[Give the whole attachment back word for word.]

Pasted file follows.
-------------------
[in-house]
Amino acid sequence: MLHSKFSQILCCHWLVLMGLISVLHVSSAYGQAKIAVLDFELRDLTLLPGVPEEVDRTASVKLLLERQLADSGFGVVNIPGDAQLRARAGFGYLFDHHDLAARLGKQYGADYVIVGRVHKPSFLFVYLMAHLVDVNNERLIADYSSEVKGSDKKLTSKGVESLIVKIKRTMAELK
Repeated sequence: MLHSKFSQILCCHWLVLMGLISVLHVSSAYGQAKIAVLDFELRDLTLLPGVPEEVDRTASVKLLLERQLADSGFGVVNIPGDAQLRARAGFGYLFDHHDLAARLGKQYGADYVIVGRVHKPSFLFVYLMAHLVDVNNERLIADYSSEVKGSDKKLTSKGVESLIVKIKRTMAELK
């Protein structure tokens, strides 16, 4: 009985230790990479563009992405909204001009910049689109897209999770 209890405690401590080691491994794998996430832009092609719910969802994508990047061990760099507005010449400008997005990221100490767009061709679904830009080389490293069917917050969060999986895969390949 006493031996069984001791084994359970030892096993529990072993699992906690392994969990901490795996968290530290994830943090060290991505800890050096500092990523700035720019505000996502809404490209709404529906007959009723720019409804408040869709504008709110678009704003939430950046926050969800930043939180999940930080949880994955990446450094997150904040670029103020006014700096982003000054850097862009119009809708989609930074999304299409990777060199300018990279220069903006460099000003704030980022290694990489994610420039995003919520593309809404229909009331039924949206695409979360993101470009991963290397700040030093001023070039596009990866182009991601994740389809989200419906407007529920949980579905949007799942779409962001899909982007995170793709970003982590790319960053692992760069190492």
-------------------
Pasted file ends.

[in-house]
Amino acid sequence: MLHSKFSQILCCHWLVLMGLISVLHVSSAYGQAKIAVLDFELRDLTLLPGVPEEVDRTASVKLLLERQLADSGFGVVNIPGDAQLRARAGFGYLFDHHDLAARLGKQYGADYVIVGRVHKPSFLFVYLMAHLVDVNNERLIADYSSEVKGSDKKLTSKGVESLIVKIKRTMAELK
Repeated sequence: MLHSKFSQILCCHWLVLMGLISVLHVSSAYGQAKIAVLDFELRDLTLLPGVPEEVDRTASVKLLLERQLADSGFGVVNIPGDAQLRARAGFGYLFDHHDLAARLGKQYGADYVIVGRVHKPSFLFVYLMAHLVDVNNERLIADYSSEVKGSDKKLTSKGVESLIVKIKRTMAELK
């Protein structure tokens, strides 16, 4: 009985230790990479563009992405909204001009910049689109897209999770 209890405690401590080691491994794998996430832009092609719910969802994508990047061990760099507005010449400008997005990221100490767009061709679904830009080389490293069917917050969060999986895969390949 006493031996069984001791084994359970030892096993529990072993699992906690392994969990901490795996968290530290994830943090060290991505800890050096500092990523700035720019505000996502809404490209709404529906007959009723720019409804408040869709504008709110678009704003939430950046926050969800930043939180999940930080949880994955990446450094997150904040670029103020006014700096982003000054850097862009119009809708989609930074999304299409990777060199300018990279220069903006460099000003704030980022290694990489994610420039995003919520593309809404229909009331039924949206695409979360993101470009991963290397700040030093001023070039596009990866182009991601994740389809989200419906407007529920949980579905949007799942779409962001899909982007995170793709970003982590790319960053692992760069190492």